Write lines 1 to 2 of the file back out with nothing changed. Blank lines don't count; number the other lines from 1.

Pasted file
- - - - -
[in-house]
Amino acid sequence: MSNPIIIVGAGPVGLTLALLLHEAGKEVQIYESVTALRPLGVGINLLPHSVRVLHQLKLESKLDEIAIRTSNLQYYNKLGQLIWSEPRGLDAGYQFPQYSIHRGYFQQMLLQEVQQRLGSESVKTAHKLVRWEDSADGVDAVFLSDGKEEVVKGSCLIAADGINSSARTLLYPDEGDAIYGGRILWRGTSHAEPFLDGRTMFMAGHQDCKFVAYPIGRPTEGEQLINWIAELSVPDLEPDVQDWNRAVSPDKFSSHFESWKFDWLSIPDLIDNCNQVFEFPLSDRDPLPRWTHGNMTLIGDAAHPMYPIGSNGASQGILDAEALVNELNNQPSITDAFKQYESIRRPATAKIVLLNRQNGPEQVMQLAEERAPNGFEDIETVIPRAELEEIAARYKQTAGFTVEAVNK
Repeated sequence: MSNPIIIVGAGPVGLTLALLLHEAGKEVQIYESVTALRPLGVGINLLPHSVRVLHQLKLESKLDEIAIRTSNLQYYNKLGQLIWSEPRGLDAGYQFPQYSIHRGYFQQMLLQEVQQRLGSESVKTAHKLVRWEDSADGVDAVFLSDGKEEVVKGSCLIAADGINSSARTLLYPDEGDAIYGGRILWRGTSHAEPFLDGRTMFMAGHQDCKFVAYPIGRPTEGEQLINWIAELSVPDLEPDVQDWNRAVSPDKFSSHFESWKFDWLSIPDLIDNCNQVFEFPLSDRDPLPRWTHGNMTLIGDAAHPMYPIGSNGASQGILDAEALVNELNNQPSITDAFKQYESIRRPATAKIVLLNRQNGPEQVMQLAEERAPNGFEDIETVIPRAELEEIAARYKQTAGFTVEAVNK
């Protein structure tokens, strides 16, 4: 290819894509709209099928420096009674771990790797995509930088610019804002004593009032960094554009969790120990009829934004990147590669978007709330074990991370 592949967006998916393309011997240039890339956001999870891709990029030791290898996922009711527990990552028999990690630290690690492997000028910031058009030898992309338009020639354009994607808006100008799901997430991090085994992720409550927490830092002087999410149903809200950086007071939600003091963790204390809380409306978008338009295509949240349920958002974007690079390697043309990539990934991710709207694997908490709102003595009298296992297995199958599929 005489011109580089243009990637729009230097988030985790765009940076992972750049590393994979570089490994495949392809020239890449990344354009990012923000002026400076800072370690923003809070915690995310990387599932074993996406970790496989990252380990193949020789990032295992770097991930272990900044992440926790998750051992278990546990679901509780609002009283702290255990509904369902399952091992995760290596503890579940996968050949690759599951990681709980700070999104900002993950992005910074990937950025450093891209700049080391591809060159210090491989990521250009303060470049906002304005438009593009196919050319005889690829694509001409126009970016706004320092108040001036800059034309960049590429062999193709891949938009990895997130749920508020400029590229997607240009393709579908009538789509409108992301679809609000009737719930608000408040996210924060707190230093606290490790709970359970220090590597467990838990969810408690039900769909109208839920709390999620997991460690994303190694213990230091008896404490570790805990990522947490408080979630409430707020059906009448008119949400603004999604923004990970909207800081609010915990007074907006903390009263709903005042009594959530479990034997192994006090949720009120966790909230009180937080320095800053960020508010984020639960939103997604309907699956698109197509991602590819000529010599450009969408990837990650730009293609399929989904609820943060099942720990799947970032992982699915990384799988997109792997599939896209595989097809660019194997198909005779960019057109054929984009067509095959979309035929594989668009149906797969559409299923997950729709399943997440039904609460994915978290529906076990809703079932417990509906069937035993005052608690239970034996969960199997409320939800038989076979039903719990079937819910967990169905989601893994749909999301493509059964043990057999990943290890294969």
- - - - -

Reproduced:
[in-house]
Amino acid sequence: MSNPIIIVGAGPVGLTLALLLHEAGKEVQIYESVTALRPLGVGINLLPHSVRVLHQLKLESKLDEIAIRTSNLQYYNKLGQLIWSEPRGLDAGYQFPQYSIHRGYFQQMLLQEVQQRLGSESVKTAHKLVRWEDSADGVDAVFLSDGKEEVVKGSCLIAADGINSSARTLLYPDEGDAIYGGRILWRGTSHAEPFLDGRTMFMAGHQDCKFVAYPIGRPTEGEQLINWIAELSVPDLEPDVQDWNRAVSPDKFSSHFESWKFDWLSIPDLIDNCNQVFEFPLSDRDPLPRWTHGNMTLIGDAAHPMYPIGSNGASQGILDAEALVNELNNQPSITDAFKQYESIRRPATAKIVLLNRQNGPEQVMQLAEERAPNGFEDIETVIPRAELEEIAARYKQTAGFTVEAVNK